He became an indispensable member of the royal entourage and was described as an hypnotically gifted monk who incidentally got away with some appalling behaviour. He lived with the royal family for 10 years and had a splendid apartment in the royal court and many women submitted to him. Further, he became involved in the political struggles between monarchists and anti - monarchists and other political forces rife in Russia at the time. Inevitably he was accused of being a malign influence and having undue political domination over the royal family.
He was also accused of being an active member of the Khlysty cult where sinning on a regular basis was encouraged. As a spiritually minded person Rasputin thought this way of life necessary so that he could continually repent and seek salvation from the spirit of God within himself rather than that of the Church. He sought to attain divine grace through sin.
Rasputin was against the alliance with France and Great Britain and deeply against Russiaís involvement in the First World War. He became the focus of accusations of unpatriotic behaviour and intrigue which together with his drunkenness, sexual promiscuity and willingness to accept bribes increased the hostility of many other powerful people against him. By 1916 even his body guards were being approached and asked to kill him.
Earlier attempts to kill Rasputin had not been successful. In 1914 a peasant women had stabbed him in the stomach outside his home but Rasputin recovered after emergency surgery had been carried out. It is not clear who organised the attack but it might have been a former priest who was religiously motivated or who had political ambitions.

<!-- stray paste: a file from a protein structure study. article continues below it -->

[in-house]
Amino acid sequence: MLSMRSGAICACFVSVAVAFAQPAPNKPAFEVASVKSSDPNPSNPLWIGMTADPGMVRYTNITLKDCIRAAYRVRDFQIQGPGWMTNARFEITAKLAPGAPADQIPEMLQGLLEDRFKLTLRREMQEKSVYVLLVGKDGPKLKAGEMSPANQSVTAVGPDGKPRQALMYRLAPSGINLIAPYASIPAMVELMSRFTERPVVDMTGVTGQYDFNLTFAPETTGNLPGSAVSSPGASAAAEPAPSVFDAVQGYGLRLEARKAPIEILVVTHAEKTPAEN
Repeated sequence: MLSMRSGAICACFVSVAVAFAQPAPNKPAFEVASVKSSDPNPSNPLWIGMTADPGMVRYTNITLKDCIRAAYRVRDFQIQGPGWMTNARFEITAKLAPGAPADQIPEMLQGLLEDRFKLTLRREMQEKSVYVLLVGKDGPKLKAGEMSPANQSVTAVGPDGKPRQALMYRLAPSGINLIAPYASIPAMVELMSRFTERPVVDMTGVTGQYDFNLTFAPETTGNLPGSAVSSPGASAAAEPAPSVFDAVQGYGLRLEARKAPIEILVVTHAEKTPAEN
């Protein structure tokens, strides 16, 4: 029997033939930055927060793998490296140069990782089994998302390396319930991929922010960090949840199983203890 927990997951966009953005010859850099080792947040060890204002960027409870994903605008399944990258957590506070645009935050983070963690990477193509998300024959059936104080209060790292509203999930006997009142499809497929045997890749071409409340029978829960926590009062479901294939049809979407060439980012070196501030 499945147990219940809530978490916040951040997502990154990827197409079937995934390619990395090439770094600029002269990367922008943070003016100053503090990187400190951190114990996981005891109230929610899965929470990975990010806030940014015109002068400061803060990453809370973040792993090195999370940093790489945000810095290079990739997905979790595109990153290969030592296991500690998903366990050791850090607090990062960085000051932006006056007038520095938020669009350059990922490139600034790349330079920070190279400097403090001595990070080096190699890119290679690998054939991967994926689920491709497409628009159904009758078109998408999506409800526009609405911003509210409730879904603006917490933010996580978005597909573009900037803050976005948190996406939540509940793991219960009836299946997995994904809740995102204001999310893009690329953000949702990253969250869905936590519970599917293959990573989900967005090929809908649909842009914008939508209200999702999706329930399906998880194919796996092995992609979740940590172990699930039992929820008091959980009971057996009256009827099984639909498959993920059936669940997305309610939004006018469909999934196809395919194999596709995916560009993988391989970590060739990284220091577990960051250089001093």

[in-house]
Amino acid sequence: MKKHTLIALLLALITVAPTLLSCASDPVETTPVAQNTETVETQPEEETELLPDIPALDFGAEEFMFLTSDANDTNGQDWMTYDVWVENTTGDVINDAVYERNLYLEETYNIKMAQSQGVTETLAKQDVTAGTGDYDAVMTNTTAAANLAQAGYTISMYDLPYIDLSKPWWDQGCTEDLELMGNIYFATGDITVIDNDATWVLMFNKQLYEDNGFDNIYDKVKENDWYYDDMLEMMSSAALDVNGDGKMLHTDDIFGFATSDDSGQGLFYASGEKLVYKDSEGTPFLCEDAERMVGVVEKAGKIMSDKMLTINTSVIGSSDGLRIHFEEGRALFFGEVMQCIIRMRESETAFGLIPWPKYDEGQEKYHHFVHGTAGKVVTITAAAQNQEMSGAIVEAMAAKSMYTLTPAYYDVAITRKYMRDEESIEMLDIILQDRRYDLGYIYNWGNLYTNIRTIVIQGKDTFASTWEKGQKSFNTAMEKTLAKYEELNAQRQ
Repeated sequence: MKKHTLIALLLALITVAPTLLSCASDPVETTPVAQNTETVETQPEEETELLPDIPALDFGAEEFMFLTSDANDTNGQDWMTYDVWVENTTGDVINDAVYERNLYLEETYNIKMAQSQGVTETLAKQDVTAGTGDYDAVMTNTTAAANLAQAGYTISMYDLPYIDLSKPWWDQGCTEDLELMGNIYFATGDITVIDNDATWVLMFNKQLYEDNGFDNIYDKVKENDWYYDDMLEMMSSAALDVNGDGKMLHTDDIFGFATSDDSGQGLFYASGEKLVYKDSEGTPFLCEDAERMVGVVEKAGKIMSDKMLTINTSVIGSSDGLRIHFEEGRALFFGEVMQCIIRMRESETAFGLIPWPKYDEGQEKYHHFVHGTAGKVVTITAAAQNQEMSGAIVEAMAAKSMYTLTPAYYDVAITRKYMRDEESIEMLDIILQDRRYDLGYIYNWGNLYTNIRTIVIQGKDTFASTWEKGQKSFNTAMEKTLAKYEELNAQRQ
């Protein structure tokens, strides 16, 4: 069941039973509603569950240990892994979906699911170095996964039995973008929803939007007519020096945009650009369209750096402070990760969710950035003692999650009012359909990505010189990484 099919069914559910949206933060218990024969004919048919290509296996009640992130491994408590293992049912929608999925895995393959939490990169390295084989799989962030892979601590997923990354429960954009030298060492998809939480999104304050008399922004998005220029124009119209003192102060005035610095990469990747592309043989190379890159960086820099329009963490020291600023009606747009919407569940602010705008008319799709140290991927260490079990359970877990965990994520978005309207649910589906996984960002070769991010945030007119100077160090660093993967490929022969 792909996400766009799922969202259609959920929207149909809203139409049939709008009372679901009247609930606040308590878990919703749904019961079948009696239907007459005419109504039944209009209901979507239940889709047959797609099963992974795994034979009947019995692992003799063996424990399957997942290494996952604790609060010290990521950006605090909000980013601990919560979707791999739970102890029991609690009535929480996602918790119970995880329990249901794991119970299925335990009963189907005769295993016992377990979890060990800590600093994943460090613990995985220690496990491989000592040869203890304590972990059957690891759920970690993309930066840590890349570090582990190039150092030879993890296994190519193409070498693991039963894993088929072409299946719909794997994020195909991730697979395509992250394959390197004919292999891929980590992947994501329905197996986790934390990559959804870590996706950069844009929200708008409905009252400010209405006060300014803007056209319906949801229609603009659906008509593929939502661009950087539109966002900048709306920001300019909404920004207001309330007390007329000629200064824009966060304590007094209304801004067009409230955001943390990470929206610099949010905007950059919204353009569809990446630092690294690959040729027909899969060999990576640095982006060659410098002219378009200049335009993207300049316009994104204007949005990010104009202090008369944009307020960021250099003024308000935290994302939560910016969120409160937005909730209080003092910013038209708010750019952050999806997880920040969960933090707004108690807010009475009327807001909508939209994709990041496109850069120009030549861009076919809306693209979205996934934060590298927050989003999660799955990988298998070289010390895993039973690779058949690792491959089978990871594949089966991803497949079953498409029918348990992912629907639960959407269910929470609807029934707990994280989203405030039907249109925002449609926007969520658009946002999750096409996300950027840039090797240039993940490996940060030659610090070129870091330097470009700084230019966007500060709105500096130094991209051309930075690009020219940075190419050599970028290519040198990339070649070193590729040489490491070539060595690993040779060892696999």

However matters came to a head when a group of nobles led by Prince Felix Yusupov, the Grand Duke Dmitri Pavlovich and some key politicians conceived a plan to kill Rasputin in Yusupovsí Moika Palace. There he was offered tea and cakes which had allegedly been laced with cyanide followed by wine which had also been poisoned.
As these measures had no effect Yusupov then shot Rasputin in the chest and kidneys and he was also shot in the head and his body then dumped in the Neva River. His body was eventually recovered. However a post mortem found no evidence that Rasputin had been poisoned nor was any water found in his lungs and only one bullet was found in his body. Other archives when seen in 1983 found the coroner to have concluded that that the bullet had come from a standard British revolver with the implication of an assassination plot by the British.
The royal family, especially the Tsarina, were devastated by the murder of their trusted adviser and this strengthened their belief in their divine right to rule but shortly afterwards the whole dynasty was swept away by the Russian Revolution.
When answering questions Louise replied to David Saggar that the Bolshevics destroyed Rasputinís body to stop it becoming a focus of unwelcome attention and to Ray Dyer, that Rasputin was about 40 years old when he died. To Colin Kyte she thought that in many senses criticism of the Monarchy had been deflected by some of the adverse comments heaped on Rasputin, although it is also possible that his influence on them had hastened their downfall.
David Richardson thanked Louise for her tremendous talk which had been full of detail and of interest to the Club